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New Hotline To Combat Food Crime
A hotline is being launched to help combat the UK's £1.2 billion food crime problem in the wake of the horse meat scandal.
Food Standards Scotland (FSS) has teamed up with charity Crimestoppers to create the free Scottish Food Crime Hotline.
Food crime is the deliberate manipulation, substitution, mislabelling or fraud in relation to food.
The new service will aid the FSS's Scottish Food Crime and Incidents Unit, established following the 2013 discovery that horse meat was being passed off as beef in frozen foods.
The unit gathers intelligence, along with other agencies, to target food fraudsters who cost the UK food and drink industry an estimated £1.17 billion annually.
People will be able to anonymously call in their food crime suspicions using the hotline number 0800 028 7926 which will be operational round the clock.
They can also report concerns using a non-traceable online form.
Geoff Ogle, FSS chief executive, said: "Consumers have a right to know that the food they are buying and eating is both safe and authentic. Food crime is damaging for the public and the industry, eroding trust and value.
"The launch of the free Scottish Food Crime Hotline is one of a number of steps FSS is taking to address the problem in Scotland.
"We hope it will raise awareness of the issue of food crime and give consumers a trusted point of contact to report concerns in complete anonymity.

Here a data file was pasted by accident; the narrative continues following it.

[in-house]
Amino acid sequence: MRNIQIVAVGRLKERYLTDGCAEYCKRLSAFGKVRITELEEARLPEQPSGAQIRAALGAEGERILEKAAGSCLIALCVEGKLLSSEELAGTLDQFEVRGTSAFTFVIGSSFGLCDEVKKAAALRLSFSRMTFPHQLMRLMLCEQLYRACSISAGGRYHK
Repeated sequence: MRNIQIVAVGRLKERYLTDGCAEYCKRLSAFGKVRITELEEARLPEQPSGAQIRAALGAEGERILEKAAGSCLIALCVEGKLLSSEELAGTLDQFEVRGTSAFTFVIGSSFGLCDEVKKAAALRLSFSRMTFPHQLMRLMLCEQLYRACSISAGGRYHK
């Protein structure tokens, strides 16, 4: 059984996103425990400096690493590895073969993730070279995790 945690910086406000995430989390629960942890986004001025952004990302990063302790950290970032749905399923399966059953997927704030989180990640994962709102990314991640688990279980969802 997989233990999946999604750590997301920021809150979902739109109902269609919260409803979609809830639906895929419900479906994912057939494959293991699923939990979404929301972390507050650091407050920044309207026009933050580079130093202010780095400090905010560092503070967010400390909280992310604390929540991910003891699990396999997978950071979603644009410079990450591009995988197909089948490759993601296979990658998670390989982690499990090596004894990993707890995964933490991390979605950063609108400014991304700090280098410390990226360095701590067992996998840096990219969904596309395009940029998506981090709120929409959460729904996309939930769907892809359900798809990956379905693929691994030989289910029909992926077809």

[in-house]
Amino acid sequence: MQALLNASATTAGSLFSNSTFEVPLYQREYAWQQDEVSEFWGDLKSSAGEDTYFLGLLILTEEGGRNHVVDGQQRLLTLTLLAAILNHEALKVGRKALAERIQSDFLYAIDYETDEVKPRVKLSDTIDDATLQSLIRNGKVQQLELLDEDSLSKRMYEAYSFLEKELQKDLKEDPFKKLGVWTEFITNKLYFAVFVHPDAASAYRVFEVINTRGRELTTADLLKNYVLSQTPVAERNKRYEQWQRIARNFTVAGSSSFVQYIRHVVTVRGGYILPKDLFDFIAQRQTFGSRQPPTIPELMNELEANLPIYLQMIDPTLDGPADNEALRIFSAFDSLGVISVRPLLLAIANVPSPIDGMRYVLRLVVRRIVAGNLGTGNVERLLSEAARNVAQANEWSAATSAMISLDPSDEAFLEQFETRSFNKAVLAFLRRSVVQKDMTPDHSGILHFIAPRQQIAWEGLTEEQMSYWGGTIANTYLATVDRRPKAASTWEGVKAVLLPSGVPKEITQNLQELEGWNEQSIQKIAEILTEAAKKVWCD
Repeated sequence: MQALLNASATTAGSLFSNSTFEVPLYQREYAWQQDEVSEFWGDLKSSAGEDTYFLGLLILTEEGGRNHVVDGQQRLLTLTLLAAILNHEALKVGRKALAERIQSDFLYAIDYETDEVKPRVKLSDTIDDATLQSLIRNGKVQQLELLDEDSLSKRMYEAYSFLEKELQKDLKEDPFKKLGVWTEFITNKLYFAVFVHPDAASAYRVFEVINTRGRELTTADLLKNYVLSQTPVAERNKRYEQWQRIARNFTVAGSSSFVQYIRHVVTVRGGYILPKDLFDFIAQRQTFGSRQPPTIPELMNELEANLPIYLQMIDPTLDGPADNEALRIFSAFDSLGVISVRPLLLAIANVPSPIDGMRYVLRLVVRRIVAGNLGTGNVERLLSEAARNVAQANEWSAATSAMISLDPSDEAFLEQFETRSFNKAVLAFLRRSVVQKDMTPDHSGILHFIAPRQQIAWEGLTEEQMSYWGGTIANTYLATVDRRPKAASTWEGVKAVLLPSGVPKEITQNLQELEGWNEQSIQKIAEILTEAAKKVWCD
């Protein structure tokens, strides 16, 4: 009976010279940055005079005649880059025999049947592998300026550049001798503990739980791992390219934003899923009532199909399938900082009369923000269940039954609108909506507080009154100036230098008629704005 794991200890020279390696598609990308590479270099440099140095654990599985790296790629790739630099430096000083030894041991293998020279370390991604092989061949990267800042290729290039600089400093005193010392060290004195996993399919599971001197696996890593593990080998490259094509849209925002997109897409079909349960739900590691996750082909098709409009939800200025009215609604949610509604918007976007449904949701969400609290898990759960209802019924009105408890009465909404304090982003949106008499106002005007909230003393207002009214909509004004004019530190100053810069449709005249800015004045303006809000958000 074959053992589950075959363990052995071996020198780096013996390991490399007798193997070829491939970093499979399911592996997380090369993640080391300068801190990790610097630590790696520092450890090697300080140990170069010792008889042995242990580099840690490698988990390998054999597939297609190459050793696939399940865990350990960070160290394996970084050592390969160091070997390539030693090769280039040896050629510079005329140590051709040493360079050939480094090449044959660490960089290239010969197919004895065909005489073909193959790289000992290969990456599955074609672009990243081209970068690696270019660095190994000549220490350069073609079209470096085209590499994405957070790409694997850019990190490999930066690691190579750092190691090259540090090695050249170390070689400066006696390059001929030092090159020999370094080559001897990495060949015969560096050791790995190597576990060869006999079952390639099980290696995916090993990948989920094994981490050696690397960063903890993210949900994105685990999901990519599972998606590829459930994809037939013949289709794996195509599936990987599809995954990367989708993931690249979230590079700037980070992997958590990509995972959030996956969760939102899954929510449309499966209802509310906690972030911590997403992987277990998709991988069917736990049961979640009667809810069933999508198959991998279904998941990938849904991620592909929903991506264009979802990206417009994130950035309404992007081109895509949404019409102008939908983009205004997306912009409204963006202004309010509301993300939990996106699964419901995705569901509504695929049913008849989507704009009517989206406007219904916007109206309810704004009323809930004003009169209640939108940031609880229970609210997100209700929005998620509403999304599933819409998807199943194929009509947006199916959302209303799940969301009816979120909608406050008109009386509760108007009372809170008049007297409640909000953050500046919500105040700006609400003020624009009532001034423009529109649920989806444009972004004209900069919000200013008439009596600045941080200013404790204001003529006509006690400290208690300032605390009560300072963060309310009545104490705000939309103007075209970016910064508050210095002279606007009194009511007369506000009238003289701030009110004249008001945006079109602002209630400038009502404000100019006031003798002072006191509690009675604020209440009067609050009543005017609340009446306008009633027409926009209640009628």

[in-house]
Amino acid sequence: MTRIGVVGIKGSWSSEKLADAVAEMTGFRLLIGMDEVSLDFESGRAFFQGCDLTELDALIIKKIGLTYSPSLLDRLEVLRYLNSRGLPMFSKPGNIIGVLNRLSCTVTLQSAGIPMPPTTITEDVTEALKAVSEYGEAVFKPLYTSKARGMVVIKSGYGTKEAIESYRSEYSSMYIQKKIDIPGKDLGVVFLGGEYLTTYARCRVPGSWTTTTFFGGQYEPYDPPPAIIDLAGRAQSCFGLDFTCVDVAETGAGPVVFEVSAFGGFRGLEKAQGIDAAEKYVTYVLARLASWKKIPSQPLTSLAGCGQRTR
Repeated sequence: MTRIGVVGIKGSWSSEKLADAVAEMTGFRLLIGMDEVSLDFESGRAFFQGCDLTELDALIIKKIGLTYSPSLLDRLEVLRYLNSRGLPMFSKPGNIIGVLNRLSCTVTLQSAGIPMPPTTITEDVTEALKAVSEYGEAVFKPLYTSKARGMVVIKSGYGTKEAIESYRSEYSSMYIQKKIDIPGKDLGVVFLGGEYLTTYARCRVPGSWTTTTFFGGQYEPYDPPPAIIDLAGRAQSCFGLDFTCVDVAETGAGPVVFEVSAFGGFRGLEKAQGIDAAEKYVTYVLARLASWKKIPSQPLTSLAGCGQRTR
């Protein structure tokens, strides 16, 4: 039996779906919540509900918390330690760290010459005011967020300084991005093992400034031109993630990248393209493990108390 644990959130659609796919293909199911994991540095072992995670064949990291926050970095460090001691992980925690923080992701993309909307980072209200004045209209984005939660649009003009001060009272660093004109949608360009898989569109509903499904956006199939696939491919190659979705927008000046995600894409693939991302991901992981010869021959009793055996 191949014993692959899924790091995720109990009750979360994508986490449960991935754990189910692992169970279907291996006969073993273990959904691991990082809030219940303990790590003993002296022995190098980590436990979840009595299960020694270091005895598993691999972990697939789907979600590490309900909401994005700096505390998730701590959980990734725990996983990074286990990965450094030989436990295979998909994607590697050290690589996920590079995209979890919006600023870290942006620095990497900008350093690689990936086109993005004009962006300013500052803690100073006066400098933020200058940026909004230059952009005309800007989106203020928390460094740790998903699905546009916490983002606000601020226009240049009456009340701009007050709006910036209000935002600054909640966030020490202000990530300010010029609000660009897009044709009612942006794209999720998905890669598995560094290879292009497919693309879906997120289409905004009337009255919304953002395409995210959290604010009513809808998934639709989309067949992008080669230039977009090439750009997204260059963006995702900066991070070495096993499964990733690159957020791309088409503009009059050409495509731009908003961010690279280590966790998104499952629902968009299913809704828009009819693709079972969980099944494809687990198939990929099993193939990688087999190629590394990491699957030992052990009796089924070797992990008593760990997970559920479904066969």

"The intelligence we receive will be invaluable in advancing our work with Police Scotland and other agencies to hold to account those who put consumer safety at risk for financial gain.''
Public health minister Aileen Campbell said: "Scotland is known the world over for the quality of its food and drink.
"This initiative is a practical and powerful way to tackle the problem of food crime. I would encourage both consumers and industry to make use of the hotline or online reporting form to anonymously share any concerns and help us stamp out fraudulent practices.''
Alex Neill, Which? director of policy and campaigns, said its research found food fraud ranging from fish and chip shops substituting whiting for haddock, to takeaways serving lamb dishes without any lamb.
He said: "The horsemeat scandal uncovered shocking failings with the authenticity of the food reaching our plates. We welcome the launch of this new food crime hotline which should help FSS gather intelligence about fraudulent practices and allow them to tackle these crimes head on so people can be more confident in the food they eat.''
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